Stephanie Toole

Penguins & Pelicans


Not only fascinating in content, these books stand out as design icons in and of themselves. While the classic designs are likely the most recognizable — Jan Tischold created the original composition rules and guidelines in the 40's — I have a personal love for the editions of the 60's – mid 70's overseen by Germano Facetti. Bold, graphic, and experimental, the care put into their cover designs is clearly indicative of the content inside. Each lists the name of the cover designer on the back, and more impressively each volume notes the typeface in which the copy is set. My current collection stands around 600ish and growing, but with thousands of titles, countless editions (including specific editions for specific countries), and numerous cover iterations, there is both a joy and fear in knowing I will likely never find them all. Still, the search goes on!

Covers of Special Magnificence


It's hard to stop throwing paychecks at books when they scream at you with graphic examples of what has always made design so damn exciting. Along with my Penguins and Pelicans, I have a growing collection of vintage books bought specifically for their fascinating and inspiring cover art. With designs drafted using techniques that for most have fallen into the pages of lost wisdom, these books offer a sample of design practices that have stood the test of time and deserve not to be overlooked.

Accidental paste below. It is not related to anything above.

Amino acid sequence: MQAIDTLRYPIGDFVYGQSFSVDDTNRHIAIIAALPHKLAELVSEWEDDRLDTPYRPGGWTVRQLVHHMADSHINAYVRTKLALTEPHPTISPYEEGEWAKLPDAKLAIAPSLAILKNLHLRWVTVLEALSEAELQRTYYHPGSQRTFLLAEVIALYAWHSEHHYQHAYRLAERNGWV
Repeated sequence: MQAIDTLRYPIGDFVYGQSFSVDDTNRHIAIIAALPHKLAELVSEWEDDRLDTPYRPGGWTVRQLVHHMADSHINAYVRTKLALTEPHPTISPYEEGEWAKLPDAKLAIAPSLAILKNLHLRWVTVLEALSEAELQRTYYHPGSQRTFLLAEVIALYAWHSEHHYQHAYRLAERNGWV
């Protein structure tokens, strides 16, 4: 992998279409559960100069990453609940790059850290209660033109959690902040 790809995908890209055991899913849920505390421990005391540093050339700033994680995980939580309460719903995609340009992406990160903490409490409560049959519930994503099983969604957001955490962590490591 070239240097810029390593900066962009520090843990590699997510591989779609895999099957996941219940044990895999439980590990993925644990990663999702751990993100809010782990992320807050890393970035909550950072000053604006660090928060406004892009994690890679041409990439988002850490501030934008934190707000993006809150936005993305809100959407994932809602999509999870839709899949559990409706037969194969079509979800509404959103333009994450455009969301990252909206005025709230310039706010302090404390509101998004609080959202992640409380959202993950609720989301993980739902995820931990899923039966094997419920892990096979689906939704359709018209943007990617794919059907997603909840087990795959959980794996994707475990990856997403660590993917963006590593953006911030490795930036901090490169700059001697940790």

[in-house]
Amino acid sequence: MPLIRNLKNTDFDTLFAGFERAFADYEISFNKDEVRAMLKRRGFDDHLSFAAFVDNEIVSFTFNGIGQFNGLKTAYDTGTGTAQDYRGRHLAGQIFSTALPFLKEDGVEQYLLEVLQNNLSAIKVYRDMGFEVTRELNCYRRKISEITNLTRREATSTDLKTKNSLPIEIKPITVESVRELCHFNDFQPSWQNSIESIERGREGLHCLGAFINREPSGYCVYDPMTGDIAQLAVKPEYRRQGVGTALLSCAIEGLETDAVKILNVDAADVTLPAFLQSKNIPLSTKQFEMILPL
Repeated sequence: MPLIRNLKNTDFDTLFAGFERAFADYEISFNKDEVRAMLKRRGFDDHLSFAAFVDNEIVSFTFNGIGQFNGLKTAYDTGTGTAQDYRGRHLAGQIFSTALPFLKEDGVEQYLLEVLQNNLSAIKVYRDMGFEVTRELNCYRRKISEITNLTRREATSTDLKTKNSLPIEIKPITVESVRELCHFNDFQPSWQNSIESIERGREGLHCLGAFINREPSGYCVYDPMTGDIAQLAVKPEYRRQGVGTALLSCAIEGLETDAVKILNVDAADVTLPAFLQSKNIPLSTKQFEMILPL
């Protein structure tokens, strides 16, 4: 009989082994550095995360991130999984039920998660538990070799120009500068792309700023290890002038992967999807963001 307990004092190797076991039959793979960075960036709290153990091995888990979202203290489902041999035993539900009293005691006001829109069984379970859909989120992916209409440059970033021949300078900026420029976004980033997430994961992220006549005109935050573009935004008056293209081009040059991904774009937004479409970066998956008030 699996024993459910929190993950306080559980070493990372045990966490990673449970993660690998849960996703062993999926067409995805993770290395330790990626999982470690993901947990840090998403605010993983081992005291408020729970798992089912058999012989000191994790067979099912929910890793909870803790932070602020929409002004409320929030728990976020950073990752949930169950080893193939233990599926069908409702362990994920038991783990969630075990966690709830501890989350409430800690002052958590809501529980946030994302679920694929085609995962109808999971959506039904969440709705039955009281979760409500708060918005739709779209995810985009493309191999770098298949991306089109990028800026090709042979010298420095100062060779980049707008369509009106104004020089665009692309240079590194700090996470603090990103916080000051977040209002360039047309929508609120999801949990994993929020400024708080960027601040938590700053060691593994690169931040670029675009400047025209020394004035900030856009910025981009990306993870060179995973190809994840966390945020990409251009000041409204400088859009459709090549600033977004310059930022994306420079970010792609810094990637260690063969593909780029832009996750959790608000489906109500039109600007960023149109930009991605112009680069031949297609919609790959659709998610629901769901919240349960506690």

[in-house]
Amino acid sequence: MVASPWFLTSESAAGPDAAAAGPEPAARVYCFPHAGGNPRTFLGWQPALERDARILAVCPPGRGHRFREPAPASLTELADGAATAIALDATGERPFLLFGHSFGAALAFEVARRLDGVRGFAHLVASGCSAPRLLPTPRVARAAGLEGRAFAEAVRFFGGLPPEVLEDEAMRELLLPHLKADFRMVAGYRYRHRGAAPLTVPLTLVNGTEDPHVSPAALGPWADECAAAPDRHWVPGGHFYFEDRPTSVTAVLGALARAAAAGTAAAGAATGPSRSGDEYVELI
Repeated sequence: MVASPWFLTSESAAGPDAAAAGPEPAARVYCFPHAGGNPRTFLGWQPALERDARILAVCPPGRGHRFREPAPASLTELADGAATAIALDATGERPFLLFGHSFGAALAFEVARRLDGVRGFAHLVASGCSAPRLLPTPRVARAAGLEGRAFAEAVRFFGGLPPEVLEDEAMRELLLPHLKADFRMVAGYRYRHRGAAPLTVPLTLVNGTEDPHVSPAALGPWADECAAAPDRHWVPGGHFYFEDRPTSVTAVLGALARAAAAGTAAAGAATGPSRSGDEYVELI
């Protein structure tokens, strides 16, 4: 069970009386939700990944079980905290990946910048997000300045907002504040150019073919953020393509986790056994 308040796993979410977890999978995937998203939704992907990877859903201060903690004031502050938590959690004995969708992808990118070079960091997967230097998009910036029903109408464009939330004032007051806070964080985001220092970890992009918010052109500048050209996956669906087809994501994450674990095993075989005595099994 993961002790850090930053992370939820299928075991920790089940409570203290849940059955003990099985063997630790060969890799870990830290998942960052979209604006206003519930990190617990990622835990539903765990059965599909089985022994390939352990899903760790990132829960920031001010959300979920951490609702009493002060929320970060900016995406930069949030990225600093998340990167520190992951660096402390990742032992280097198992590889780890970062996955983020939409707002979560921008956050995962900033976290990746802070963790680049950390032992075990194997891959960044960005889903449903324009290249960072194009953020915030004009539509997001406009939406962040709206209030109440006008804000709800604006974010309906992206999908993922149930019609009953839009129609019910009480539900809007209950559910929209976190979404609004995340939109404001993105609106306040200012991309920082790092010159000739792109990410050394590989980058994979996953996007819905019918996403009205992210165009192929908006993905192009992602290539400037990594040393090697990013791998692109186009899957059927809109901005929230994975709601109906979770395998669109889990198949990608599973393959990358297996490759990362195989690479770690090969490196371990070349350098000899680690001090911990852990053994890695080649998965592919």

Design history collectibles


Anyone who ever attended some form of design school has certainly (or hopefully) had their share of lessons in design history, but often it seems all too easy to take the never ending chronicle of images, terms, names, movements, projects, etc for granted as just another step in our education. Fortunately my magpie-like tendencies and constant desire to research (and consume) have resulted in a growing collection of what I, and I believe others, would see as important, beautiful, and endlessly, endlessly fascinating wonders of design past.